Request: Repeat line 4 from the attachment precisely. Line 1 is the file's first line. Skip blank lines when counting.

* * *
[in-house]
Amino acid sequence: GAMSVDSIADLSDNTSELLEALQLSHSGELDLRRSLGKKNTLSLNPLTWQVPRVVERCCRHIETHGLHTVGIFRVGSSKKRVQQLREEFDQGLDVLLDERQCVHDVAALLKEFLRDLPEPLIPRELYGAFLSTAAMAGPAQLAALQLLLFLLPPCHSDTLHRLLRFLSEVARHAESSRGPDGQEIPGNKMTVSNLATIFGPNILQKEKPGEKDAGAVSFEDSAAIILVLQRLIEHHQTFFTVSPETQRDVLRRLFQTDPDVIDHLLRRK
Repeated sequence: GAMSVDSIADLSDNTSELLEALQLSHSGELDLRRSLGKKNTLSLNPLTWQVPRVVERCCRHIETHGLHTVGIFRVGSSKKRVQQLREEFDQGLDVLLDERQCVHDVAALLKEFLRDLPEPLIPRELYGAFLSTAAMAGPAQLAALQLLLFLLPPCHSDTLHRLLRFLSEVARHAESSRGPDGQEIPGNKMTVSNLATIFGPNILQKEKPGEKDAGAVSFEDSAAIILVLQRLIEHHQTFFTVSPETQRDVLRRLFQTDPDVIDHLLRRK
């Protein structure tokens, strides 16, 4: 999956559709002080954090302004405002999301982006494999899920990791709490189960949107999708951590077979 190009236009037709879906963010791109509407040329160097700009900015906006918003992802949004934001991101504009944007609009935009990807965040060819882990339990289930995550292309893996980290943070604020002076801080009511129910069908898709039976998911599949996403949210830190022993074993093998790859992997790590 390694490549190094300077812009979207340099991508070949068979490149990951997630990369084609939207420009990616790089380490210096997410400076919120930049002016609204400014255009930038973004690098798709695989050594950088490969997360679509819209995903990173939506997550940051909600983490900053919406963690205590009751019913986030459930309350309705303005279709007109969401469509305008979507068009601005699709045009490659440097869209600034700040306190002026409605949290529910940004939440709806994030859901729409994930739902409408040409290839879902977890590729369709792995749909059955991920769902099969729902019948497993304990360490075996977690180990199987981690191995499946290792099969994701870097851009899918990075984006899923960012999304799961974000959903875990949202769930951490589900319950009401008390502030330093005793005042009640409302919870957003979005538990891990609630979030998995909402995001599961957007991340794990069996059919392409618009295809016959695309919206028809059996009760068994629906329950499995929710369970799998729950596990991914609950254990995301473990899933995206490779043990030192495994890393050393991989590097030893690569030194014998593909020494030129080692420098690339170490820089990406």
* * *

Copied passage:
């Protein structure tokens, strides 16, 4: 999956559709002080954090302004405002999301982006494999899920990791709490189960949107999708951590077979 190009236009037709879906963010791109509407040329160097700009900015906006918003992802949004934001991101504009944007609009935009990807965040060819882990339990289930995550292309893996980290943070604020002076801080009511129910069908898709039976998911599949996403949210830190022993074993093998790859992997790590 390694490549190094300077812009979207340099991508070949068979490149990951997630990369084609939207420009990616790089380490210096997410400076919120930049002016609204400014255009930038973004690098798709695989050594950088490969997360679509819209995903990173939506997550940051909600983490900053919406963690205590009751019913986030459930309350309705303005279709007109969401469509305008979507068009601005699709045009490659440097869209600034700040306190002026409605949290529910940004939440709806994030859901729409994930739902409408040409290839879902977890590729369709792995749909059955991920769902099969729902019948497993304990360490075996977690180990199987981690191995499946290792099969994701870097851009899918990075984006899923960012999304799961974000959903875990949202769930951490589900319950009401008390502030330093005793005042009640409302919870957003979005538990891990609630979030998995909402995001599961957007991340794990069996059919392409618009295809016959695309919206028809059996009760068994629906329950499995929710369970799998729950596990991914609950254990995301473990899933995206490779043990030192495994890393050393991989590097030893690569030194014998593909020494030129080692420098690339170490820089990406």